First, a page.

Some preliminary studies already suggest that microbiome imbalances in long-term patients with Covid may contribute to their persistent inflammatory symptoms. But while more research is likely to be needed before drugs such as prebiotics or anti-inflammatory drugs are recommended for long-term patients with Covid as part of general clinical practice, some individual symptoms are already more treatable than others.
Heightman says patients with long-term Covid who develop allergic reactions usually respond well to antihistamines, while Amy Kontorovich, a cardiologist from Mount Sinai who specializes in treating dysautonomia, has developed a new physical therapy program known as autonomous conditioning therapy (ACT). which showed the ability to reduce symptoms of fatigue in some patients with long covid and has since been accepted by 53 physical therapy centers in the New York area. Kontorovic explains that ACT begins with a set of movement exercises before moving on to various aerobic exercises that slowly increase in intensity but never allow the patient to exceed 85% of their maximum heart rate. This is inspired by a similar recovery program that has been shown to be effective in treating a form of dysautonomy known as POTS.
“It seems to program the autonomic nervous system to redirect things,”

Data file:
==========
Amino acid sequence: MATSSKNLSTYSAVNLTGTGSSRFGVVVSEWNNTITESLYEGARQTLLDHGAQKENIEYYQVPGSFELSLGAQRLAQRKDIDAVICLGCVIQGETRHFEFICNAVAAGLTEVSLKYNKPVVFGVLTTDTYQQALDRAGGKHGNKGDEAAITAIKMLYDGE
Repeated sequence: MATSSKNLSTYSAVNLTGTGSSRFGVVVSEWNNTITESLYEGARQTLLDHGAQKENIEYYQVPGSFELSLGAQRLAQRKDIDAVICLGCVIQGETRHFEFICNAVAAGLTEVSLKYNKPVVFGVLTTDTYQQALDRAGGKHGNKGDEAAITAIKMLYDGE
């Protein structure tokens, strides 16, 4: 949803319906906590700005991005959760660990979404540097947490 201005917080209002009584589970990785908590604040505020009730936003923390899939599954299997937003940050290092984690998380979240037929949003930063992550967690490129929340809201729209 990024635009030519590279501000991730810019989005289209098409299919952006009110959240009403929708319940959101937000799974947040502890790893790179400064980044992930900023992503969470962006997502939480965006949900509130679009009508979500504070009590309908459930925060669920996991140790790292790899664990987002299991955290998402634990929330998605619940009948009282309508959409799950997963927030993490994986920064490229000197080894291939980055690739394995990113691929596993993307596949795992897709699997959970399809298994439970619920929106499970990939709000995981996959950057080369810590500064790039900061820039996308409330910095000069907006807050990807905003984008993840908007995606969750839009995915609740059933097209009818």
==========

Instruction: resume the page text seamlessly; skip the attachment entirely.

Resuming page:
ACT is not a complete panacea – Kontorovic points out that some patients with particularly severe dysautonomia are often unable to complete the program because they feel too ill – but its early results suggest that this may be beneficial for patients who are able to to complete it.
Heightman adds that many Covid patients also simply recover over time as their bodies recover and heal. As SARS-CoV-2 still exists for just over a year and a half, it is too early to say how long chronic symptoms can last. “I don’t want anyone who has long symptoms of Kovid to feel really scared that this will never go away, because a very significant proportion of people recover in the first year,” she said.
For those who continue to struggle, however, the hope is that the millions of dollars provided for research will provide some viable treatment options, otherwise Covid could leave indelible social and economic consequences for society. “If we don’t find the answers, you can talk to millions of people who won’t be able to work the same way,” Kaufman said. “A very significant proportion of patients with long Covid are health professionals. These are educated, active, highly productive people who cannot function now. The impact of this will be enormous.”
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